“The more I start to realize the advantage of being involved, the more motivated I am to start staying late on campus,” said the 20-year-old, who is completing a dual degree in science and education.

“Even though it would make a lot of effort to kind of travel between school and home, in the end, I found that was really worth it. And I wouldn’t be where I am today if I hadn’t realized that.”

Mr. Tang said those unsure of what extracurricular activities or groups to pursue should tap into their passions, which may help provide the motivation needed to enjoy life beyond lecture halls and labs.

“I understand the difficulty of travelling from campus to home,” he said. “But at the same time … it’s really up to you to take advantage of your on-campus experience by realizing how valuable and how worth it it will be for you.”

“It really made me realize that I could build the skills that I can never be able to learn in the classroom like leadership skills, the connections, building a network. Those are the things that are applicable to anything.”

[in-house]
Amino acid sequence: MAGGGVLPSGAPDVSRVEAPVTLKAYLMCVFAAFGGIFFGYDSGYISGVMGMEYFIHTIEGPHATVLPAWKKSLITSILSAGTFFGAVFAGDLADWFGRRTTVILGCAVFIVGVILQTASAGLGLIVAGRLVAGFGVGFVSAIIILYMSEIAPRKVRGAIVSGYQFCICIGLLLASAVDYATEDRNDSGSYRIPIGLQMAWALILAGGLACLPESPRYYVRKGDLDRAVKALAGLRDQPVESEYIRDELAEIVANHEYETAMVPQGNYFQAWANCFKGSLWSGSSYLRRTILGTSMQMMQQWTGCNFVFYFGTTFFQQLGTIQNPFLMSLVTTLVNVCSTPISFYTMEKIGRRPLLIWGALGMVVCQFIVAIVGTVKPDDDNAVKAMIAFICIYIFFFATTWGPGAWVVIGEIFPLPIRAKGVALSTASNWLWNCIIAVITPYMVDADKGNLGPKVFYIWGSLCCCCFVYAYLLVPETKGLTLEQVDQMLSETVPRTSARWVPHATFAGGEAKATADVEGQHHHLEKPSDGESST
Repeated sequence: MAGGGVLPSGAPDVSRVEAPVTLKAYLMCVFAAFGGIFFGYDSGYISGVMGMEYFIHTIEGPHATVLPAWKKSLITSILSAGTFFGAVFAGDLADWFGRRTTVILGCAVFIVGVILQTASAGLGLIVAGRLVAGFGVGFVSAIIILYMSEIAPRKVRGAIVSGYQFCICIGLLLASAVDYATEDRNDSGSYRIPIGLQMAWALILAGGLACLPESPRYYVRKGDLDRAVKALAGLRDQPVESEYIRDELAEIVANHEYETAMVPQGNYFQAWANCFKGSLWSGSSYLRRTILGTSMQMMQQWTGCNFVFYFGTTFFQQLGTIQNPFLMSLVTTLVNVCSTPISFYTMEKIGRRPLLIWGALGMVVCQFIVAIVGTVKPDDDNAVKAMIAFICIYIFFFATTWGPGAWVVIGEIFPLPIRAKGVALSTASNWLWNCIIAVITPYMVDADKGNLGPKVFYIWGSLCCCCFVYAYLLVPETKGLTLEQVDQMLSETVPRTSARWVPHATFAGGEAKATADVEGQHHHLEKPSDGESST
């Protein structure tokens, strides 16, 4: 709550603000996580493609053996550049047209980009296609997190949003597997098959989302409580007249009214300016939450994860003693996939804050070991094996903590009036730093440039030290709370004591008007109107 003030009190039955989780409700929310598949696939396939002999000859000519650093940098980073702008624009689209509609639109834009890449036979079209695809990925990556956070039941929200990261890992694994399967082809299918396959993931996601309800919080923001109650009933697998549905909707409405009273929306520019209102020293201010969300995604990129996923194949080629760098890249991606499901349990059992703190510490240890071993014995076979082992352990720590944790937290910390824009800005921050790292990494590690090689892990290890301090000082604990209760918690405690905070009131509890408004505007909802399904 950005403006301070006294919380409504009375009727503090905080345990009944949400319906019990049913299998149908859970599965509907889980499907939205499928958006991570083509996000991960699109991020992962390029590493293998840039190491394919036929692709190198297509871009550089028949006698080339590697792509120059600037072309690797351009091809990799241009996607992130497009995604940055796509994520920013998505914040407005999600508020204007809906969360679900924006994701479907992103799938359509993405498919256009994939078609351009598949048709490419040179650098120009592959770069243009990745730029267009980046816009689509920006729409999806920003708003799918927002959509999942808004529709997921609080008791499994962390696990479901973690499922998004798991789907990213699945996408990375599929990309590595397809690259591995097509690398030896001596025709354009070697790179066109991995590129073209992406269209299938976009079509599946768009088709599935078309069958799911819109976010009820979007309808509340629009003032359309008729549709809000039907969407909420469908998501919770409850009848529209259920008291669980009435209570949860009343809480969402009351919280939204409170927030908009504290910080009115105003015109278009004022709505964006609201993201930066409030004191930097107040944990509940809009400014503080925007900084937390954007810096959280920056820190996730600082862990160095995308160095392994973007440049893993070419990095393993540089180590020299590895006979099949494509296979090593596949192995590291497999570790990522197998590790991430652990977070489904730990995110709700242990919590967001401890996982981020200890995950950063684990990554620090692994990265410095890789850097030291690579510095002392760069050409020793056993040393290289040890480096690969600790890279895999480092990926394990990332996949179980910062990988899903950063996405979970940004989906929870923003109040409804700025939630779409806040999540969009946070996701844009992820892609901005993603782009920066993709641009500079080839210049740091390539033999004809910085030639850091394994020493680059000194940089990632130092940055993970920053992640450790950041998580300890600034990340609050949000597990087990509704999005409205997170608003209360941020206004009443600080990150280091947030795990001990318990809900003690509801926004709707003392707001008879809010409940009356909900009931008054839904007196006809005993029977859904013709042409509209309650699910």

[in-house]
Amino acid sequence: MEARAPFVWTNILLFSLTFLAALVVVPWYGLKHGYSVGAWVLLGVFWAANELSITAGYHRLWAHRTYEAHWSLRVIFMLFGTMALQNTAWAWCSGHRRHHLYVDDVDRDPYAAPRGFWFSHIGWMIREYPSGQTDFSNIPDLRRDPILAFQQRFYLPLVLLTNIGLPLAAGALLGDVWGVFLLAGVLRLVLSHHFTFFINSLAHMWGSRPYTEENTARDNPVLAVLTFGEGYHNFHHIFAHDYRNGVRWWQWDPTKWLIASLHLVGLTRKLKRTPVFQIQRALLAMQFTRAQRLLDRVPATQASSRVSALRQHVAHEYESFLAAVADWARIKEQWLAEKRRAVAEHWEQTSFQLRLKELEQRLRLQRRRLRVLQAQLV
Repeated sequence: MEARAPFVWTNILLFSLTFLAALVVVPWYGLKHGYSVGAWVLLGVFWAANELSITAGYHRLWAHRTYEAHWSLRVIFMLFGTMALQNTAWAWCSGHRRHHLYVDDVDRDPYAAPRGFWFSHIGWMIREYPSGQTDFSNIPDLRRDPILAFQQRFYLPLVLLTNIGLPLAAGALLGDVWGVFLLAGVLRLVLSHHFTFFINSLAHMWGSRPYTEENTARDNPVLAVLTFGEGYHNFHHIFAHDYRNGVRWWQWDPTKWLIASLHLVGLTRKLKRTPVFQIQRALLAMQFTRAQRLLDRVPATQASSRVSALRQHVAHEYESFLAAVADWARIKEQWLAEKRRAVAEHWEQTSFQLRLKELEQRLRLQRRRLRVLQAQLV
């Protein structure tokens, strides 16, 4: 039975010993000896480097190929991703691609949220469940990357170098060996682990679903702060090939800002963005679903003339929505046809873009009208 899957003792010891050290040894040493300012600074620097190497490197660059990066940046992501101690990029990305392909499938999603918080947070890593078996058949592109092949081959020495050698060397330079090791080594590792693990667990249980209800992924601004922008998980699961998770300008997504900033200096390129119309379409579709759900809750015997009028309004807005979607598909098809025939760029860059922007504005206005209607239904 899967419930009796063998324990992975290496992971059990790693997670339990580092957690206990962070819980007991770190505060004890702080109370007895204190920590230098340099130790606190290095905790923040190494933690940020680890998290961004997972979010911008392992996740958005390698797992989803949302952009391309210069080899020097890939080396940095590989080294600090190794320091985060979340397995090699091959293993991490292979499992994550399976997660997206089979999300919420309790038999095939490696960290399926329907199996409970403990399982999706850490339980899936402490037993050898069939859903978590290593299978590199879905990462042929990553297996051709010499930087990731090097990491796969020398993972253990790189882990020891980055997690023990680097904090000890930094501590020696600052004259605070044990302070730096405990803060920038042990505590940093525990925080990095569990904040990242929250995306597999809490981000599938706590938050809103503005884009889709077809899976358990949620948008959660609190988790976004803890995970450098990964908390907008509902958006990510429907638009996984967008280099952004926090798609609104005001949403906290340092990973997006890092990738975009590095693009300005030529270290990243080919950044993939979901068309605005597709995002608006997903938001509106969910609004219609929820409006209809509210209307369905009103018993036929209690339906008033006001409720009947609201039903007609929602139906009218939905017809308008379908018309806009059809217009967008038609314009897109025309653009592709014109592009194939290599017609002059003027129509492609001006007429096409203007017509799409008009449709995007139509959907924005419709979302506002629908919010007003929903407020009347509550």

Some 80 per cent of UBC’s population are commuter students, so it’s a high priority for the university to ensure school is a positive and meaningful experience for all – whether they live on or off campus, said Shannon Sterling, student development officer of programs.

Ms. Sterling said a commuter parent orientation is typically held later in September designed to answer questions about resources and opportunities available to students. Questions surrounding the importance of getting involved on campus to build social networks and succeed in academic life are also addressed – all aimed at enlisting parents to provide support for their children.

Ms. Sterling said many conversations occur about how the experience marks a transition for the family as a whole, not just the students attending classes.

“For mom and dad, if they’re used to their son or daughter going off to school and coming home … it’s really hard for them to understand why their son or daughter is now coming home at 7 or 8 sometimes or even later, depending on when their class ends or when a club meeting happens.”